“For all its concessions to creature comfort, this is a hairy, demanding GT car that will stretch the driving skill of the most talented driver...” – Car and Driver tries the new Ferrari 275 GTS in October 1965, subsequently pronouncing it “the best open Ferrari we have ever driven”.
The Ferrari 275 GTS
In his definitive book ‘The Ferrari Legend, the Road Cars’, Ferrari authority of note Antoine Prunet titled the chapter on the 275 GTS thus: ‘More Power and Luxury’.
As always, the Frenchman was spot-on. The first open Ferrari since the immortal 250 GT California Spider SWB married 145mph performance with the premier cru exclusivity
expected by buyers of expensive open Ferraris.
The stylish new Ferrari 275 GTS made its debut alongside the ferocious 275 GTB at the October 1964 Paris Salon. Both carried 3.3-litre V12s and used the same 2.4-metre wheelbase. The open car was tuned for flexibility (260bhp vs 280bhp for the berlinetta), yet gave away only three or four miles per hour in maximum speed.
Both cars were designed by Pininfarina, although only the GTS was actually built – to the company’s usual high standards – in its Turin factory. All GTBs were completed by Scaglietti in Modena.
Stylistically, the pair looked very different: the GTB a racing GT for the road, the GTS a sublime and carefully crafted roadster for wealthy sybarites. The compact and harmonious lines of the GTS were in the 1960s Ferrari family tradition of ‘egg-crate’ grille, short overhangs
front and rear and open headlamps. It had independent rear suspension – a first for Ferrari road cars – a clutch mounted with the engine and a 5-speed transaxle. Unlike the closed car, GTSs ran on 14in Borrani alloy-rim wire wheels.
After a few early examples were produced with unusual 1 + 1 seating and finely louvred engine vents, most cars were delivered as proper two- seaters with three distinctive air outlets in the manner of the 500 Superfast.
Marque experts consider that 200 275 GTSs were sold before the model was superceded by the 330 GTS in 1966.
This Motor Car
Ferrari 275 GTS chassis 7297 GT was assigned to Luigi Chinetti Motors Inc (LCM) of New York and delivered in June 1965. The car was commissioned in Oro Chiaro with Rosso Scuro (VM 893) leather – the striking configuration in which it is presented today.
Ferrari factory records clearly state the first owner as ‘E. Hugus’. Research by Kidston SA reveals that this was, indeed, J Edward ‘Ed’ Hugus, the businessman and racing driver from Pittsburgh, who not only drove for Briggs Cunningham and the North American Racing Team but was also a prime mover in the Shelby Cobra project.
Hugus’s name is repeated in full on the order confirmation from SEFAC Ferrari to LCM (‘Mr. E. Hugus’) dated 29 April 1965, and the invoice from SEFAC to LCM (‘Mr. J. Edward Hugus’) dated 7 June 1965. The car was shipped to New York via Andrea Merzario in June 1965.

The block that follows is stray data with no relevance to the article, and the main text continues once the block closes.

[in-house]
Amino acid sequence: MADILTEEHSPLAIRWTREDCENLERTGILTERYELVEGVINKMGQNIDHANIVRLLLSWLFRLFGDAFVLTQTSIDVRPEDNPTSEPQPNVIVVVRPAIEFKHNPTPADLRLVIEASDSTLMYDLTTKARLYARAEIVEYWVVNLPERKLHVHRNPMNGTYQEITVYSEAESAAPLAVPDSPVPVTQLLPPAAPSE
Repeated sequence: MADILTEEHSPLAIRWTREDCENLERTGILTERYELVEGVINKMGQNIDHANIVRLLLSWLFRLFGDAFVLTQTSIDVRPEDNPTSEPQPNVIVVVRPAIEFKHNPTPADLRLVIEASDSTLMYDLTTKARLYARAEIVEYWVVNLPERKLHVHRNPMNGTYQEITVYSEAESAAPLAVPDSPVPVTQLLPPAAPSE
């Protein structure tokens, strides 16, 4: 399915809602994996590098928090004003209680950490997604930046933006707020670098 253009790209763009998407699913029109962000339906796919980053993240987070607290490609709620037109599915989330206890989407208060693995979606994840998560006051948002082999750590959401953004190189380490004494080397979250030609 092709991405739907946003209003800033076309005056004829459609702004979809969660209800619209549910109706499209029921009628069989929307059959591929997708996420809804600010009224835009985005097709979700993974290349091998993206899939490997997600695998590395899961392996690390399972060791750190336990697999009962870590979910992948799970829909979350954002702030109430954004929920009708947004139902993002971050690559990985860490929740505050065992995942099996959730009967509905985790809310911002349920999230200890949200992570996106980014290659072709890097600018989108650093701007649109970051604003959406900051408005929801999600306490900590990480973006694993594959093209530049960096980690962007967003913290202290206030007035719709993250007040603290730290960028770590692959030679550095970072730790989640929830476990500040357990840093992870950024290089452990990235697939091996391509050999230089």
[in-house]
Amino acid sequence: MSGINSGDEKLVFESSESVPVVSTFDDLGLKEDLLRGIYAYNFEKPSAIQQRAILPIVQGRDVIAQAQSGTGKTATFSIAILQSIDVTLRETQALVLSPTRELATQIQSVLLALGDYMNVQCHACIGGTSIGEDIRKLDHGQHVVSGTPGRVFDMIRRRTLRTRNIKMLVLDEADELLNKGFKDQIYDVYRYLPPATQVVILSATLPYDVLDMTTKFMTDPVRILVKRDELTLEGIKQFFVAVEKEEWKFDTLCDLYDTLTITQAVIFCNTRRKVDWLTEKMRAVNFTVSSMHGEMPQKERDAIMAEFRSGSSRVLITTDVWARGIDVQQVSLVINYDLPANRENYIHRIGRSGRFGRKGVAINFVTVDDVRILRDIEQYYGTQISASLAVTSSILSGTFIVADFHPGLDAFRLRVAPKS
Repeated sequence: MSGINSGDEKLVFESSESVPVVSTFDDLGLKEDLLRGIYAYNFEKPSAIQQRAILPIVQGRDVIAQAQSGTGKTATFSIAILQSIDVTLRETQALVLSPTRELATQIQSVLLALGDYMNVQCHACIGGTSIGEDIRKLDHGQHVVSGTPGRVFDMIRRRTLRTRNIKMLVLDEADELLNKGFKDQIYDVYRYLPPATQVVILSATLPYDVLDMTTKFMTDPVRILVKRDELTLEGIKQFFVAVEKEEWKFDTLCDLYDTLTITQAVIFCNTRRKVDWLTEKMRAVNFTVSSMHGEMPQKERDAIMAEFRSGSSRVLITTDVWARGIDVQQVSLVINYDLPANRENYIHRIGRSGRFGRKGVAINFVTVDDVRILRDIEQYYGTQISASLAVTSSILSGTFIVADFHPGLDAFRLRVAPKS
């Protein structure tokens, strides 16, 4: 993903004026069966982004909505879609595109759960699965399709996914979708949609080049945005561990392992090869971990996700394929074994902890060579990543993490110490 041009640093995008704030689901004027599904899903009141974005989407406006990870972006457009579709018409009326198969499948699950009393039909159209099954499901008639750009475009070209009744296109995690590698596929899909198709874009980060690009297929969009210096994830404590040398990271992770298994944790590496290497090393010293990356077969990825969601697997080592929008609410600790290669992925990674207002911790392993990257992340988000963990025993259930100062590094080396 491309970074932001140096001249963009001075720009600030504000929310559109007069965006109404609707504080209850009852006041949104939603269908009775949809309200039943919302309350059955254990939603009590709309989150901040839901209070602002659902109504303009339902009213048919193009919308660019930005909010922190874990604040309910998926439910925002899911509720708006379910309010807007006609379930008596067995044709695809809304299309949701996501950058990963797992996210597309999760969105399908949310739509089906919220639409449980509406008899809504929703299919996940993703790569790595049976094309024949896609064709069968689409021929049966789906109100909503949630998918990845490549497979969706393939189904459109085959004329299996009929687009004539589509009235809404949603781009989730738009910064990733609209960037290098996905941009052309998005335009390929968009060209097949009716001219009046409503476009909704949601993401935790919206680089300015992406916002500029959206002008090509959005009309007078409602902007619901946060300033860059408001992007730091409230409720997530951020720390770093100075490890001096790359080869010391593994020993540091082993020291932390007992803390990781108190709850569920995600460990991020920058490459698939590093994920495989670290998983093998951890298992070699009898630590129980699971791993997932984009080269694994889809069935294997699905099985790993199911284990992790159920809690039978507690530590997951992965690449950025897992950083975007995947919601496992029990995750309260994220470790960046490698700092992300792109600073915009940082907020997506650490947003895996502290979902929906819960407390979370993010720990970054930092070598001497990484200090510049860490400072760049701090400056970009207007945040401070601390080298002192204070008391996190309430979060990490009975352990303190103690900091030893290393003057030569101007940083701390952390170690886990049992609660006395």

By coincidence, while the 275 GTS was on the high seas, on 19-20 June a Ferrari 250 LM entered by the North American Racing Team won the Le Mans 24 Hours. Although driven officially by American Masten Gregory and Austrian Jochen Rindt, it’s long been rumoured that regular N.A.R.T. driver Hugus took some stints in the car.
Ed Hugus’s ownership of the car was brief: on 12 July 1965 Chinetti received a purchase order from Waldorf Leasing, NYC, covering a trade-in of a Ferrari 330 GT plus $4,500. The finance was for Mr. H. Schneider of Fort Lee, New Jersey, who enjoyed the vibrant Ferrari until 5 October 1966 when it was traded back to LCM. On 7 December 1966 it was sold to Robert Williams of Jackson, Ohio.
Research suggests that the car remained in the US, and by the late 1970s it was in California, in the collection of Walter N Hunt of Grand Terrace, San Bernardino, and listed as such with the Ferrari Owners Club USA (FOCUSA) in July 1979. The following year Hunt registered the car in the 1980 FOCUSA Roster.
In 1986, the same register stated Joel M Matta MD, a distinguished orthopaedic surgeon from Burbank, CA, to be the owner. This is repeated until 1991, and in June 1995 Mr Matta showed the car at the Ferrari Club of America Southwest Region ‘Rosso Rodeo’ in Beverly Hills.
By the early 2000s it had returned to Europe. A copy of a letter from the Ferrari Owners’ Club of Great Britain dated 18 March 2004 declared that ‘7297 GT’ was in the UK, registered ABH 350C. It was subsequently exported to mainland Europe, the subject of a comprehensive Dutch restoration completed in 2012.
Our client, a long-standing Ferrari aficionado with a record of owning the finest cars from Maranello, including a 250 GTO and 250 GT SWB Competizione, purchased the car some five years ago. He immediately despatched it to his favoured restorer, multiple-award-winning Autofficina Bonini Carlo, which carried out an extensive overhaul totalling some €112,000.
Ferrari Classiche then inspected the car, granting it full Red Book status as an original, matching-numbers 275 GTS in December 2015.
Since then it has been used sparingly, and stands immediately ready for spring and summer motoring, hood down and foot down in the grand manner Il Commendatore intended.